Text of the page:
What Art Is For


About three years ago Ray found a bump on his leg. About three months ago he died. It was soft tissue sarcoma.

Ray was a formulating chemist by profession, but his passion was music. He played many instruments, most of them uncommon in this country, and wrote his own music. Every year for many years he'd throw a big outdoor party and invite all his friends, many of whom were also musicians -- some professional, some not -- and of course they set up a kind of stage and people got up and played music all day. He called it Summerjam.

Ray was Joe's best friend. Joe was with Ray in those last days when he was so weak the only movement he could manage was to wiggle his eyebrows. Joe is a computer programmer but, like Ray, his passion is also music. Joe is a fantastic singer and plays drums, along with the violin and who knows how many other things.

I know Joe from college. I consider him a very good friend, although honestly we don't see each other much. We mostly keep in touch over e-mail. Back when Ray and Joe were in various bands I used to drive down to see them in whatever dive bar they were playing that month. One time I even designed a poster for their gig. When they got together with a violinist, Helene, and produced a CD -- this was before anyone had heard of MP3s -- I proudly added it to my collection. Later, when I joined the MP3 world, I ripped my favorite track, on which Ray played the African mbira, and put it into regular rotation. So although Ray was never a close friend of mine, he was always nearby.

Joe decided to put together a memorial Summerjam. I hadn't been to one of Ray's parties in over a decade because I'm not a party person and I never much enjoyed standing around in the summer heat being eaten by mosquitos and drinking beer, even if Ray's home brew -- another one of his passions -- was very good. But Joe was working so hard, and I wanted to be part of something for Ray, so I volunteered to man the grill and cook for everyone so at least Joe would have one thing he didn't have to worry about.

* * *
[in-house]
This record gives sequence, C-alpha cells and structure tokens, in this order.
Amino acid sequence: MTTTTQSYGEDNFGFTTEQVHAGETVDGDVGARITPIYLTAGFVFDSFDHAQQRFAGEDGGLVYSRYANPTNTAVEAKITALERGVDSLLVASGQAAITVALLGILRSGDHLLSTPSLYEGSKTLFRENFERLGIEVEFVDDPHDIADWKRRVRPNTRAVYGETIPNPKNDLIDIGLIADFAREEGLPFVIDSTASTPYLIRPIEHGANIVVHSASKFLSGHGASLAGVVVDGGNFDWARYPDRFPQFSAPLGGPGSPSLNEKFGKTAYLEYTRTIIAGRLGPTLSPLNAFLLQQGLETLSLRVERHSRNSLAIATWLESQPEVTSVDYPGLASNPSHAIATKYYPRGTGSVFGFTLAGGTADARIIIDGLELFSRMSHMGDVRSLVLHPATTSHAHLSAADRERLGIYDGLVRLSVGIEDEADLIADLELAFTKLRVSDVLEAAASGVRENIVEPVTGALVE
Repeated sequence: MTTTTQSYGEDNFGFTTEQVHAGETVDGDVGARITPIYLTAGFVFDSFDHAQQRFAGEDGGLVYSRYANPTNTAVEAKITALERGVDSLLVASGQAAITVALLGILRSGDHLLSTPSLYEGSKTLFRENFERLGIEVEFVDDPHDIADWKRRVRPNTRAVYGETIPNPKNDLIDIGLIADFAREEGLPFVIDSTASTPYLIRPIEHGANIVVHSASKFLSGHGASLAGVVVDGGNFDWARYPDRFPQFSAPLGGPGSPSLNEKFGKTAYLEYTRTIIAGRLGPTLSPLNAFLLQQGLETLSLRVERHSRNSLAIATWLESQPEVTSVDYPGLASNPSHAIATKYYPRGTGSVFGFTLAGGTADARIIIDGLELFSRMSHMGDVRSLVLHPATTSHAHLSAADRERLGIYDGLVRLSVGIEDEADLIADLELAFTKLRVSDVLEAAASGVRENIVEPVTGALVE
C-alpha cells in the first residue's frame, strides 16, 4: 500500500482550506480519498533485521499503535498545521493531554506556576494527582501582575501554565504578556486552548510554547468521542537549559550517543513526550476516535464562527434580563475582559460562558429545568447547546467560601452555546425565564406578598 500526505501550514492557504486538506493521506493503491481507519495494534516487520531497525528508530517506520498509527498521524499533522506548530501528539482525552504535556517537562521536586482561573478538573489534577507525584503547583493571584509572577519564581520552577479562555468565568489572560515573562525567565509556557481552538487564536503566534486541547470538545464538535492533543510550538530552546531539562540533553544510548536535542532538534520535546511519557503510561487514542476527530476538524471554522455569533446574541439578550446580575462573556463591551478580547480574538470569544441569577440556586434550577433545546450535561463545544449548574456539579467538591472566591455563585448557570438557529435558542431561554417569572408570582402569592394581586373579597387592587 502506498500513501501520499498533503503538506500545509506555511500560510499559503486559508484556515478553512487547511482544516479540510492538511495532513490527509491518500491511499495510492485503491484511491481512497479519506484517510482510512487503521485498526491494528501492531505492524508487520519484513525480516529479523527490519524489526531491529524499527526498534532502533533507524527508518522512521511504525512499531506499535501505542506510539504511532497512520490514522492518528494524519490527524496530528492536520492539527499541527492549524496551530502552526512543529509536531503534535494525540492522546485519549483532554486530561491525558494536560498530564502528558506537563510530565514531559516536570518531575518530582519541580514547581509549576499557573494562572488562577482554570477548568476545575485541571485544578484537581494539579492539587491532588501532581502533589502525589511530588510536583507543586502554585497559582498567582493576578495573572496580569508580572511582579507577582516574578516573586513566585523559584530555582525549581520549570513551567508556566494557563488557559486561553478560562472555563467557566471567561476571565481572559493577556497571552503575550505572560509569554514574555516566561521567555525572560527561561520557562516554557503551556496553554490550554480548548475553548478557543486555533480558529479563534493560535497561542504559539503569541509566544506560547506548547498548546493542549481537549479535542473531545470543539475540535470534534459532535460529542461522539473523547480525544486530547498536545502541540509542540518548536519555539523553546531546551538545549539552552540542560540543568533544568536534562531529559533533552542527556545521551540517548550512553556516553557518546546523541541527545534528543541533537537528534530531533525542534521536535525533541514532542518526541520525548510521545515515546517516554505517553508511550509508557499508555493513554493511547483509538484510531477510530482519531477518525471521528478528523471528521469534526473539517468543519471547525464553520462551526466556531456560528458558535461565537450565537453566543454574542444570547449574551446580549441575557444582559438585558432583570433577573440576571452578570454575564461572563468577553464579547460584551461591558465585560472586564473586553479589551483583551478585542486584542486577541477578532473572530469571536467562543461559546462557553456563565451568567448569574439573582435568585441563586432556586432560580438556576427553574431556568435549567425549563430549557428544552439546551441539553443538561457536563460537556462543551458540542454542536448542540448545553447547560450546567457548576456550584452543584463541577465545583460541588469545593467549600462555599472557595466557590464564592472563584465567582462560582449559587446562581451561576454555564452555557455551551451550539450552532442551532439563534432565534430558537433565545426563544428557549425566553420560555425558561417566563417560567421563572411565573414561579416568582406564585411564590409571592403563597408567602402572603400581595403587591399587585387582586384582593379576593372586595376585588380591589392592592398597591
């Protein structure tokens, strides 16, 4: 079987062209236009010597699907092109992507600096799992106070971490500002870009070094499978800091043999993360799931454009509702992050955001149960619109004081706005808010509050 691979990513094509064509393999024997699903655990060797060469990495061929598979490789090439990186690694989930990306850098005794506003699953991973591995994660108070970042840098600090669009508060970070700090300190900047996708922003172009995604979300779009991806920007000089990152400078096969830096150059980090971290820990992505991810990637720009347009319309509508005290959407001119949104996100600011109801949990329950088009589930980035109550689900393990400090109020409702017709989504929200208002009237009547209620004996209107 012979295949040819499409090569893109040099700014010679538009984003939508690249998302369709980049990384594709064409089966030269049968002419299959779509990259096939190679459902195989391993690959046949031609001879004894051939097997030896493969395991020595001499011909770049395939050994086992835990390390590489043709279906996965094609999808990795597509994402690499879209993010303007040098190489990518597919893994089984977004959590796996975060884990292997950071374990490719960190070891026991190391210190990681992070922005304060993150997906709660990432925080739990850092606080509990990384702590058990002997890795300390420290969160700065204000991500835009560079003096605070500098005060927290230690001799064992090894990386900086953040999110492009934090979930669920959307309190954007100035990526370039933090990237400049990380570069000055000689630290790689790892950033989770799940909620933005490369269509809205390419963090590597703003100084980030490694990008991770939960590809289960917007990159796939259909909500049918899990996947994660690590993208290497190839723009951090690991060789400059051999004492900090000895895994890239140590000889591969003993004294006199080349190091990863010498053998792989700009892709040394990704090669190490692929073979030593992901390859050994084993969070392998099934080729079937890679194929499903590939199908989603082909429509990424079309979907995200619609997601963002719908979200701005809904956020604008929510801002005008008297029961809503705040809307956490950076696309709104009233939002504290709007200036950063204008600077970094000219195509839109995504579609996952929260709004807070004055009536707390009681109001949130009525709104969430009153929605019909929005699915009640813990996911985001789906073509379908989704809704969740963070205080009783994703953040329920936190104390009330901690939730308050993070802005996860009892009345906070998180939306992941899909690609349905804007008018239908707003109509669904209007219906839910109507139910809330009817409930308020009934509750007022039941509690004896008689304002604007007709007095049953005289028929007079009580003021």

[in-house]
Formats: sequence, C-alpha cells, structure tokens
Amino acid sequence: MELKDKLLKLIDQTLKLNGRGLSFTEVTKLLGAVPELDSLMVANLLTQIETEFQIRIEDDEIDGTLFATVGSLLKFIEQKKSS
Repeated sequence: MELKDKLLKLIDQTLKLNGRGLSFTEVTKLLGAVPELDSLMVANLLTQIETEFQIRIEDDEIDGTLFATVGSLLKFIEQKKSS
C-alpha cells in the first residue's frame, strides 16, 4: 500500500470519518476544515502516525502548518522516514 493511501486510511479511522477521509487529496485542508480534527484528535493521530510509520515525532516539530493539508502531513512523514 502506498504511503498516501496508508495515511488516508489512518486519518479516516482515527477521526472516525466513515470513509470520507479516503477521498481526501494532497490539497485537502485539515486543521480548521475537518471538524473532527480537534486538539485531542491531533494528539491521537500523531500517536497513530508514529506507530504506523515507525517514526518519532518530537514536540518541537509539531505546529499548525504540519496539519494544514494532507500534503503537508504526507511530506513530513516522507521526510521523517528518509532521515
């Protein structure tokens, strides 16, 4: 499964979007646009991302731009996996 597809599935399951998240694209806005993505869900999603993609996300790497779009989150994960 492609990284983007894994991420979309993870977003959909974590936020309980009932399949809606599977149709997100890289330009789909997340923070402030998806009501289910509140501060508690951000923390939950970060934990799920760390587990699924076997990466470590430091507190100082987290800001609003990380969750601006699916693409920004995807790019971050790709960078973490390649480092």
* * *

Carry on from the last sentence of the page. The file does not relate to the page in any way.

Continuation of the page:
So it was I spent last Saturday at Summerjam, our own sort of mini-Woodstock -- amusingly on the 40th anniversary of that legendary jam -- cooking hamburgers and hot dogs and chicken for the seventy-five or so people who gathered at this former farm to celebrate Ray's life and music. A stage was set up on the 18th-century farmhouse porch and various people got up and played as the day went on.

Late in the afternoon I sat on the lawn listening to one of the main bands Joe's belonged to, a folk band called Broadside Electric. I sat there listening to this band, on a 150-year-old stone porch, playing music about as old, folk songs mostly about how hard life is, folk songs created as a way of being the one bright, happy moment in hard lives, and I think I felt, finally, what art is for. Because as easy as life has gotten for us here at the height of Western Civilization, there are still a lot of hard patches, a lot of difficult things to get through. It was hard for Ray, these past few years, and it's hard for those who miss him, and coming together to sing songs and play music is one good thing.

So maybe that's it, maybe that's what art is for: It's the one bright spot, the one happy, fine moment. The one good thing.


well said, Chris Rywalt. ..and a great tribute to your friend.

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